I have a local docker image that was pushed to private Azure Container Registry. Then in Azure Kubernetes Service I have a cluster where I am using this image - from ACR.

Now I wanted to update the image (realised that I needed to install zip and unzip). I started a local container, made changes, committed them and pushed the new image to ACR. Unfortunately, that`s not enough. My pods are still using the previous version of the image, without zip.

Bit more details and what I tried:

  • Inside the helm chart I am using "latest" tag;

  • Compared the digest sha of my local "latest" image and what I have in ACR - they are the same;

  • Started the "latest" container locally (docker run -it --rm -p 8080:80 My-REPO.azurecr.io/MY-IMAGE:latest) - it has zip installed

  • Deleted existing pods in kubernetes; newly created ones are still missing zip

  • Deleted the release and recreated it - still nothing.

  • I am pushing to ACR using docker push MY-REPO.azurecr.io/MY-IMAGE:latest

So my question is - what am I missing? How to properly update this setup?

  • You can take a look at another case. It shows how to configure to update the pod image when the image update. – Charles Xu Feb 15 at 2:53
  • Thanks! But probably I dont want this imagePullPolicy: "Always" – JleruOHeP Feb 15 at 4:19
  • Then you can use the command to manually update. – Charles Xu Feb 15 at 5:55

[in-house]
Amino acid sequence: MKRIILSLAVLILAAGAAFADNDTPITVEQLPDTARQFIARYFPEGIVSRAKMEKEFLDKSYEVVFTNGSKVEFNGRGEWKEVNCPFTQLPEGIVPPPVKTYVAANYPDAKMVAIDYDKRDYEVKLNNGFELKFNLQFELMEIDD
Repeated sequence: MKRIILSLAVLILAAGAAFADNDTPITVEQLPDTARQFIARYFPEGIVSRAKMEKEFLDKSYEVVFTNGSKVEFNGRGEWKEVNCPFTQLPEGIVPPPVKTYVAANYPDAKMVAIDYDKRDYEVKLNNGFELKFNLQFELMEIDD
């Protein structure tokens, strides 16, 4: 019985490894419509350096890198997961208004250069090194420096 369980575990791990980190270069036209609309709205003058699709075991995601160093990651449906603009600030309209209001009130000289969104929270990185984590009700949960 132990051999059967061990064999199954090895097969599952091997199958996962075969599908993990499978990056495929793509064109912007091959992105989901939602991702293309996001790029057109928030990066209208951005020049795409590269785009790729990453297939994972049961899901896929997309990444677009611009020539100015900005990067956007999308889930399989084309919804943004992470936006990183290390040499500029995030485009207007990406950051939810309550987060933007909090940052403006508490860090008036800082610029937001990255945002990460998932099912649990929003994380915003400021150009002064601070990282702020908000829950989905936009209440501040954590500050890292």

You should be looking for a setup like this:

  1. Your Docker images have some unique tag, not latest; a date stamp will generally work fine.

  2. Your Helm chart should take the tag as a parameter in the values.yaml file.

  3. You should use a Kubernetes Deployment (not a bare Pod); in its pod spec part specify the image as something like image: MY-REPO.azurecr.io/MY-IMAGE:{{ .Values.tag }}.

  4. When you have a new build, you can helm update --set tag=20190214; this will push an updated Deployment spec to Kubernetes; and that that will cause it to create new Pods with the new image and then destroy the old Pods with the old image.

The essential problem you're running into is that some textual difference in the YAML file is important to make Kubernetes take some action. If it already has MY-IMAGE:latest, and you try to kubectl apply or equivalent the same pod or deployment spec with exactly the same image string, it will decide that nothing has changed and it doesn't need to do anything. Similarly, when you delete and recreate the pod, the node decides it already has a MY-IMAGE:latest image and doesn't need to go off and pull anything; it just reuses the same (outdated) image it already has.

Some best practices related to the workflow you describe:

  • Don't use a ...:latest image tag (or any other fixed string); instead, use some unique value like a timestamp, source control commit ID, or release version, where every time you do a deployment you'll have a different tag.

  • Don't use bare pods; use a higher-level controller instead, most often a Deployment.

  • Don't use docker commit ever. (If your image crashed in production, how would you explain "oh, I changed some stuff by hand, overwrote the image production is using, and forcibly restarted everything, but I have no record of what I actually did"?) Set up a Dockerfile, check it into source control, and use docker build to make images. (Better still, set up a CI system to build them for you whenever you check in.)

  • Thank you very much for the answer! I simplified my setup for the sake of explanation, but I like the :latest suggestion! Will give it a go – JleruOHeP Feb 15 at 1:12

Your Answer

By clicking “Post Your Answer”, you agree to our terms of service, privacy policy and cookie policy

Not the answer you're looking for? Browse other questions tagged or ask your own question.